How to vote in the federal election

National News
Illustration by Niusha Derakhshan
Illustration by Niusha Derakhshan

So you want to vote in the federal election on Oct. 19? That’s great, because I want you to vote, too.

According to Stats Canada, our age groups (as students) had the lowest voter turnout rate in the last federal election: only 38.8 per cent of 18–24 year-olds took part, followed by only 45.1 per cent of 25–34 year-olds. To me, that says that a lot of our views and values are not being represented in national politics.

That needs to change. I want the issues that are discussed, the legislation that’s moved forward, and the laws that are updated to reflect our ideas for the future, whether they have to do with addressing the rising costs of education, figuring out Canada’s role in addressing climate change, or decriminalizing (or legalizing) marijuana.

The nuts and bolts of voting

As students, the most important thing we need to do is to get prepared and know our options in advance of the election.  If you are a first-time voter, it’s a good idea to register to vote before election day. You can do that at

In order to register to vote, you need three things:

  1. To be a Canadian citizen
  2. To be 18 or older as of Oct. 19, 2015 (yes, you can vote on your birthday if you want, you lucky duck!)
  3. To have an address in Canada that you’re registered at.

(Note: If you have friends that are studying or travelling abroad for a semester, they can still vote, but they need to get on organizing their mail ballot ASAP! Refer them to Elections Canada’s website.)

If you are not sure what address you’re registered at, you can check and update it at Elections Canada’s website.

As students, we can have two addresses: our home address (whether that’s in Carrot River, S.K., or Howley, N.L.), or our student address in the city we’re studying. We can vote in either of those ridings, but only one of them — not both.

The ID requirements to vote are as follows: you need to show two pieces of information at the poll, telling the poll officers who you are and where you live. This can be done with one piece of ID that has both components on it, such as a driver’s licence or territorial ID, or you can have two separate pieces of ID that do the job as well: say, your Canadian passport and utility bill, or a birth certificate and credit card statement. Elections Canada has a long list of possible acceptable IDs and combinations on their website at

BTW: I know we just explained all of this in a few paragraphs above, but Vote Note, an app developed by Concordia student Matthew Heuman, was designed to help you find out your riding, the candidates you can vote for, what ID you need, how to get to your riding, and where your polling station is. They have a separate page of resources (from Elections Canada) specifically for students, too. If you’re a first-time voter, trying Vote Note (which is free) is a great way to make voting very easy.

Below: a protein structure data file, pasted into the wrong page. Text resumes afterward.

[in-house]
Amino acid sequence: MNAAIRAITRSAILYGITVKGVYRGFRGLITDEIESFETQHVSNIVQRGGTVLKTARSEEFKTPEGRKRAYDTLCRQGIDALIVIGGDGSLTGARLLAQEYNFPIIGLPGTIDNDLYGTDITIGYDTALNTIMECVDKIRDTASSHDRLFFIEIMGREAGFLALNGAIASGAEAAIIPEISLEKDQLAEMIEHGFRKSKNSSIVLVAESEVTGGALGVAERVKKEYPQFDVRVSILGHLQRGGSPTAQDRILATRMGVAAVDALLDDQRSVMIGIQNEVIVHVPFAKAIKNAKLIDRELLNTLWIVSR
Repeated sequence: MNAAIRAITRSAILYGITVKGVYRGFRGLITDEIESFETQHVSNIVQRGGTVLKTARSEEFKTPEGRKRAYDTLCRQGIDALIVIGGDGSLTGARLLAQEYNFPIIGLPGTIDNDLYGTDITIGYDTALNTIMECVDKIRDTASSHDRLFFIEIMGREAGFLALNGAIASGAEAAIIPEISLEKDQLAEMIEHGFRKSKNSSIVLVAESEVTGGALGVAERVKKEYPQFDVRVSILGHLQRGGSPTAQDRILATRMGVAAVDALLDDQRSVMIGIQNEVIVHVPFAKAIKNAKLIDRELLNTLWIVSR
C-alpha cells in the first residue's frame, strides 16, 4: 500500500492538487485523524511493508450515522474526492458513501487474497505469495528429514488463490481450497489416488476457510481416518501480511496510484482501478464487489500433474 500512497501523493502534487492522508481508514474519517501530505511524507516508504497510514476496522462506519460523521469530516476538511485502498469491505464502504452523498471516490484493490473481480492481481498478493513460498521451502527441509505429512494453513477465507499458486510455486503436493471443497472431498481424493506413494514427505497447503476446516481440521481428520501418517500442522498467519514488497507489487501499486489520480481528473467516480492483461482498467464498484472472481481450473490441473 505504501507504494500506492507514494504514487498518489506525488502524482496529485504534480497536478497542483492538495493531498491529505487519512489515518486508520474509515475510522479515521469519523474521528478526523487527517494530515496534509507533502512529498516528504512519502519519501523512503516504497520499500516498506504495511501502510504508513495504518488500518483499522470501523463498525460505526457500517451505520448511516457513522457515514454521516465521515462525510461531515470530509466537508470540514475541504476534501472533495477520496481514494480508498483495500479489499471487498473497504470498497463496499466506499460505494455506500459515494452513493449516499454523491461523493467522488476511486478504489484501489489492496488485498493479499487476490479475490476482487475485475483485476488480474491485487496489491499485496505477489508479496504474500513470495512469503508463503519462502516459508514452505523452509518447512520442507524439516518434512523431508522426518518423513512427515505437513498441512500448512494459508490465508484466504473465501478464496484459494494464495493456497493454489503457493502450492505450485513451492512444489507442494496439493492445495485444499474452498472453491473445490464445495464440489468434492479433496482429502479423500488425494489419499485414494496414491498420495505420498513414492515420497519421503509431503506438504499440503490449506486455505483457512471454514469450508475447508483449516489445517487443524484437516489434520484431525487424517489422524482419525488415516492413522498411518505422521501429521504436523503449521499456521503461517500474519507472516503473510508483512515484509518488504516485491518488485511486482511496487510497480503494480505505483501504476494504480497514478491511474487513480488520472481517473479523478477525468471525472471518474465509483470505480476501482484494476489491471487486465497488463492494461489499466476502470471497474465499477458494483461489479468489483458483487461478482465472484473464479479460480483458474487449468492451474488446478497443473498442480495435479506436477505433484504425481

Where to vote

For the first time ever, UVic will have a temporary Elections Canada office open on campus between Oct. 5–8, where you can register, vote, and get information. That office will be located in the SUB Upper Lounge, and open from 10 a.m. – 8 p.m. on those days.  Regardless of what address you’re registered at, you can vote there.

If you want to vote on Election Day, Oct. 19, at a polling station, then that’s swell, too. Register to vote now, so that you will have smooth sailing on election day.

Now, if you’re a go-getter, dislike waiting in lines, and want to get voting done, you could visit the Elections Canada office today to cast your ballot.  They’re located at 722 Johnson Street. Your vote will be cast by special ballot, and you can vote for whichever address you have ID registered at (if your driver’s licence shows your home address in Carrot River, then your vote will be counted towards to that riding). So if you need to change an address, the sooner, the better. Since nominations are still officially open until the end of September, you’ll want to write down the name of the candidate you’ve chosen; you’ll be writing it onto your ballot.

So now that you know the basics of how to vote, there are also many non-partisan resources online that have popped up in case you don’t know who you want to vote for yet.

Always popular is Vote Compass, an online quiz that asks you to rank how much you agree or disagree with a series of statements, and then shows you how your views line up with the five major federal parties in the running for this election (NDP, Liberal, Conservative, Greens, and Bloq Quebecois).

At the VicVotes 2015 Candidates Forum on Sept. 9, Kevin Ehman, one of the lead organizers for the event, gave me this answer when I asked about why it’s important for people our age to vote: “Young people need to develop patterns of voting while they’re young, because if that doesn’t happen, we have an entire generation of disengaged, and disenfranchised voters, and that doesn’t bode well for our future. So I’d really encourage everybody to get out and be part of the process now, and not later.”